Since I have been writing quite a bit these days (nonjournalistic), and reading people's blogs and websites, suddenly I am overwhelmed. When I worked as a fulltime journalist in India and the US, very few of us blogged (The Ithaca Journal launched blogging on their site just the other day). I mean even writers and poets I met up in the last five years, always made it a point to express their low-level preference for blogging or similar such cyber-presentation of their writing activities. Now, most creative writers I have been meeting in the last two years all have facebook pages, blogs or websites. Even journalists. What they publish or plan to publish, gets posted on their personal blogs. This reminds me of the huge stack of print-out sheets I accumulated in our Delhi and Guwahati homes, trying to stuff them inside cardboard boxes for posterity. My articles, reports, commentaries. Even some poetry. Was there fiction? Can't remember. But poetry in Assamese, Bengali and English. If I wrote all that today, I'd have a humongous blog! And everything at the click of a mouse. No cardboard boxes needed and no worries about mice (the real ones) making a mincemeat of my published work. But then, I have to do what I do now. Maybe if time permits, transcribe each of those printed works to file in my blog (maybe have a blanket headline like 'words from the past' or whatever). Well, that'll be an adventure of sorts. Especially because my Tehelka.com writings have most of their web links now inactivated (that was the old Tehelka, not the new one). Right now my slowness taunts me.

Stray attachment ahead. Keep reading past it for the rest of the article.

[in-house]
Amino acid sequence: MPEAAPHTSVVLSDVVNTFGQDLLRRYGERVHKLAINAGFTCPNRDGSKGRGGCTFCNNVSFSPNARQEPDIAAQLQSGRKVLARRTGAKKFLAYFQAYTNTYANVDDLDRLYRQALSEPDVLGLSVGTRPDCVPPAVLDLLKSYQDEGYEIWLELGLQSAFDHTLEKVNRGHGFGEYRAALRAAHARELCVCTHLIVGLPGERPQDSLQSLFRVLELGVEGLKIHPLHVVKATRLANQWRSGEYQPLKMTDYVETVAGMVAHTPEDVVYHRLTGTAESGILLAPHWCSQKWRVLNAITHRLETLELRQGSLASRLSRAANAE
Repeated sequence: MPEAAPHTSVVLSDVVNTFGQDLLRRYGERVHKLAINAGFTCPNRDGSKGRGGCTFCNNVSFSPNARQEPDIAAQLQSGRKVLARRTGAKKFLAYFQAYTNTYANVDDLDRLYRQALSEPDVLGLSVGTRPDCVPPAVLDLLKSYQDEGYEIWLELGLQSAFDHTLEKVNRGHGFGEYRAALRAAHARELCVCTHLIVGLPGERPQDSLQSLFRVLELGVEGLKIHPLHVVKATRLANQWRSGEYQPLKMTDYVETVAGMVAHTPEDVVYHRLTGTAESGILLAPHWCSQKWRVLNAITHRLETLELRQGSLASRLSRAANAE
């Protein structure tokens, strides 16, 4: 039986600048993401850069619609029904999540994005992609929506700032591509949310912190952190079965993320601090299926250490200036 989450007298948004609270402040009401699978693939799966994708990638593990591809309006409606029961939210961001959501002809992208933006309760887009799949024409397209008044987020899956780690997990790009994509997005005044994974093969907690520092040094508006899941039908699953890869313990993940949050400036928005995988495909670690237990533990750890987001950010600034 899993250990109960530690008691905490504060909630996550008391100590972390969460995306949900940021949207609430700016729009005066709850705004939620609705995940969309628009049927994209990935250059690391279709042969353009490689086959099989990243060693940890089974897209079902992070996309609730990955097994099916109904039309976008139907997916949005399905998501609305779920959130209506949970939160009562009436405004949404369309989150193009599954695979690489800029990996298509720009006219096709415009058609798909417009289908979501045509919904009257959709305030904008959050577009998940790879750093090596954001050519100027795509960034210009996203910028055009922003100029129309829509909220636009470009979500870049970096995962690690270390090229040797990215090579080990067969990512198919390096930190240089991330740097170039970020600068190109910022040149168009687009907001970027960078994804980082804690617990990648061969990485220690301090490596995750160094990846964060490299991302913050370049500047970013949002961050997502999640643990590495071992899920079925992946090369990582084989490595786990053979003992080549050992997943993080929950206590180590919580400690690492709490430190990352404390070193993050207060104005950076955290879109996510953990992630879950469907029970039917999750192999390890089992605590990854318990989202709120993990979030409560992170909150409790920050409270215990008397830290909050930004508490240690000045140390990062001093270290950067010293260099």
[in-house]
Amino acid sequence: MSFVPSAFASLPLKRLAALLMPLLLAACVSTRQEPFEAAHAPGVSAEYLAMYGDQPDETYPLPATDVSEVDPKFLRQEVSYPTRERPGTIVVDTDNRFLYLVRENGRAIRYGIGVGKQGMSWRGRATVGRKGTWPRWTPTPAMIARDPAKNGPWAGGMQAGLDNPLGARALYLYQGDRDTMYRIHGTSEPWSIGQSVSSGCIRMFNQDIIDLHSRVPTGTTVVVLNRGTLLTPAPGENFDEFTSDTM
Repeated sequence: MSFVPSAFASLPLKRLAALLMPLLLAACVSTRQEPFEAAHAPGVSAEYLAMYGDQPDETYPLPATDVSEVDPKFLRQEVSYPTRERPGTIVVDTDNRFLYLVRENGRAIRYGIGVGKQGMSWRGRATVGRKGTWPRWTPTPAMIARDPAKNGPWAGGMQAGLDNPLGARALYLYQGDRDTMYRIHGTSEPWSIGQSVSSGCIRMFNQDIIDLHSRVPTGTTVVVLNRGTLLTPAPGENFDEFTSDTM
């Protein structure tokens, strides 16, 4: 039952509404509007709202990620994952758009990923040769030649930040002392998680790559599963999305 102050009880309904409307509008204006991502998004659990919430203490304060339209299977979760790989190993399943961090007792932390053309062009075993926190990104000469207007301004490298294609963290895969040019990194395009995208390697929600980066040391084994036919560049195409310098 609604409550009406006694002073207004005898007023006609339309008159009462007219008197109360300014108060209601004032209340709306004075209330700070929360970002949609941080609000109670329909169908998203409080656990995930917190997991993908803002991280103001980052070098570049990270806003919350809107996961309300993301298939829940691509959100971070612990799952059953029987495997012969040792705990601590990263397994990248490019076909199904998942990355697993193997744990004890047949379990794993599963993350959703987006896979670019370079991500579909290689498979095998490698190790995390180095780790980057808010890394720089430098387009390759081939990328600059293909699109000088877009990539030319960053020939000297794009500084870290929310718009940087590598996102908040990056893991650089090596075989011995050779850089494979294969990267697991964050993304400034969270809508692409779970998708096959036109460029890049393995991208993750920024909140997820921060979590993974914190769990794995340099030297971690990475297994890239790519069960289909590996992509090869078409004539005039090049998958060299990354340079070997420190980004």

And now that I'm talking about the past, and my writing, somehow my mind (always a spinning wheel) is bringing up a quaint memory. Then I wrote poems everyday, like a mad person. and I had sent out some poems to be published, recommended by my father's colleague and poet Shibaprasad Barua, for an Assamese journal that's probably defunct now. Barua uncle loved my work and he insisted I send stuff out. He returned a few weeks later with the journal containing my poems in print.
"Do you know who edited your poems?" He asked me.
"No." I was a little apprehensive.
"It's Nirmalprabha Bordoloi, our baideu!"
Wow! Nirmalprabha was the prima donna of Assamese poetry. That was an honor. Barua uncle told me how baideu (older sister) praised my work saying "for her age, she has handled very complex imageries..." or something like that. I wasn't too young, perhaps sixteen, seventeen. Still!
Now that I remember this, I feel how badly I have ignored my work. Perhaps that journal is not to be found anymore, I don't even remember its name. Perhaps I never kept a copy/photocopy of my work, that work and several other work. Moreover, it's sad how I never took this opportunity of working more, writing better and seeking the guidance of the likes of Nirmalprabha Bordoloi, who, despite her excellence, was a down-to-earth and approachable person.
Well, one thing for sure, if I find that journal and my poems that bear the editing of baideu, I'll certainly have them up on my blog.
Meanwhile, the memory of baideu's kind words (she is no more) should propel me to do some real work, now!
About FOOTPRINTS IN THE BAJRA (Cedar Books, New Delhi); By Nabina Das
"Fittingly for a poet, Nabina’s novel also has a strong lyrical core. 'Footprints in the Bajra' takes the homely image of the millet field as its central metaphor. ... But the novel is less a thriller about guerrilla action than a subtly colored character study of a fascinating group of individuals who intersect at various points in their lives ..." -- DEBRA CASTILLO, author, editor and distinguished professor (Cornell University, April 17, 2010).